Came across a very nicely done site on vintage battleships, including a section on the ships of the US Civil War. Some nice trivia here as well. Did you know that the twin-turret monitor Onondaga, which served on the James River, later went on to a distinguished career in the French Navy that ended just before WWI? Or that the French-built, twin-turret Confederate super-ironclad Stonewall, which arrived too late for service in the Late Unpleasantness, went on to serve an important role in Japan as flagship of the Meiji fleet?
Also, lawmakers in Maryland have finally gotten around to listening to the state song, “Maryland, My Maryland,” which “spurns the Northern scum.” As a matter of fact Confederate troops sang it as the they crossed into the state during Lee’s incursion of late 1862, which culminated in the battle of Antietam. Now they want to change it. Too bad.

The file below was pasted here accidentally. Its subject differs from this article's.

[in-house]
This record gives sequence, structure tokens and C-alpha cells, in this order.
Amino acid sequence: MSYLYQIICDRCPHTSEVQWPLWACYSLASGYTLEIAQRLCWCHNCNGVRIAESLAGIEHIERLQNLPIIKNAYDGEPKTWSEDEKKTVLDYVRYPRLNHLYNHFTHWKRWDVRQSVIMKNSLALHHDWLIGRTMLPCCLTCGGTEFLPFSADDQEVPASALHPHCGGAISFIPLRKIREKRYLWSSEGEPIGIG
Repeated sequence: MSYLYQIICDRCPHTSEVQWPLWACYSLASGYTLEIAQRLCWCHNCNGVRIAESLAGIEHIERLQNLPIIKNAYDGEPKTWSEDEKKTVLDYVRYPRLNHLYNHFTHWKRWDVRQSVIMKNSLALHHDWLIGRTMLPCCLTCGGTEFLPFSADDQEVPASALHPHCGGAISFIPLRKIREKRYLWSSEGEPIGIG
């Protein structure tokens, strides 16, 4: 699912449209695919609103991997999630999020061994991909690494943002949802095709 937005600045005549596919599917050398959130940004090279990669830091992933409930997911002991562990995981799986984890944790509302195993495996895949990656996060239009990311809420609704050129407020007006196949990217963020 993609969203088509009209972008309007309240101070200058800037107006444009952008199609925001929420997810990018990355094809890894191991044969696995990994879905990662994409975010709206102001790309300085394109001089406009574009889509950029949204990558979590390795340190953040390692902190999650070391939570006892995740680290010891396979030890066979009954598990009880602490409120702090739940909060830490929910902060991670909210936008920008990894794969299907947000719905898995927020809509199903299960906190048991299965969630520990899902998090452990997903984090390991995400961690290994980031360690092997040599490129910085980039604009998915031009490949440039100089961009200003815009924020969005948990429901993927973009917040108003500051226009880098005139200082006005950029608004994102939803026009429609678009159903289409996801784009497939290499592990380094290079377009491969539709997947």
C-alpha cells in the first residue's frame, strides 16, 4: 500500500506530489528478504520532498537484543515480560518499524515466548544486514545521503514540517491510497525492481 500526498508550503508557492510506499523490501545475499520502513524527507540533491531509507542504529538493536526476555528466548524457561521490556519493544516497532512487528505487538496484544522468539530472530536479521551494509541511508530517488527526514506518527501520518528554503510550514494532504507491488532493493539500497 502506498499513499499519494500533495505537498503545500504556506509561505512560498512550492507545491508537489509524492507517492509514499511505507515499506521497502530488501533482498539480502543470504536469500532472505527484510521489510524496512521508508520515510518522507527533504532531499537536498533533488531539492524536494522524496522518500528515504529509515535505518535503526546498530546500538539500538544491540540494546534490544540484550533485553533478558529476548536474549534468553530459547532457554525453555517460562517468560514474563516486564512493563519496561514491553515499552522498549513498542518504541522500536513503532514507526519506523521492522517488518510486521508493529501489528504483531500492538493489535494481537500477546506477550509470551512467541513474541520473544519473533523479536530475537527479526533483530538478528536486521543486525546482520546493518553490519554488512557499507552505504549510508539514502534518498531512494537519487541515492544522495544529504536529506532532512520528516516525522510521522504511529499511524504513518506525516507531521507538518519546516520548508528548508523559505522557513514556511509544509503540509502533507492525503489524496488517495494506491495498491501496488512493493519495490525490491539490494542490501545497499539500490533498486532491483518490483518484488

And finally, an interesting take on Abe Lincoln’s Southern roots.
Isaac Lincoln, a great uncle of the future president, settled on the Doe and Watauga Rivers, tributaries of the Holston, in 1775. Eventually he farmed 1,200 acres there near Elizabethton. He was a well-established planter by 1798, when the future father of Abraham Lincoln, Thomas Lincoln, moved here to work at his uncle’s farm. So for about a year, Abe’s dad was an East Tennessean, living in a cabin on Lynn Mountain. He apparently didn’t work hard enough to please his uncle.
Ironists like to point out that Isaac Lincoln was a slaveholder. He seems to have owned about 40. He kept his slaves; he got rid of his slacker nephew. Thomas Lincoln moved to Kentucky.
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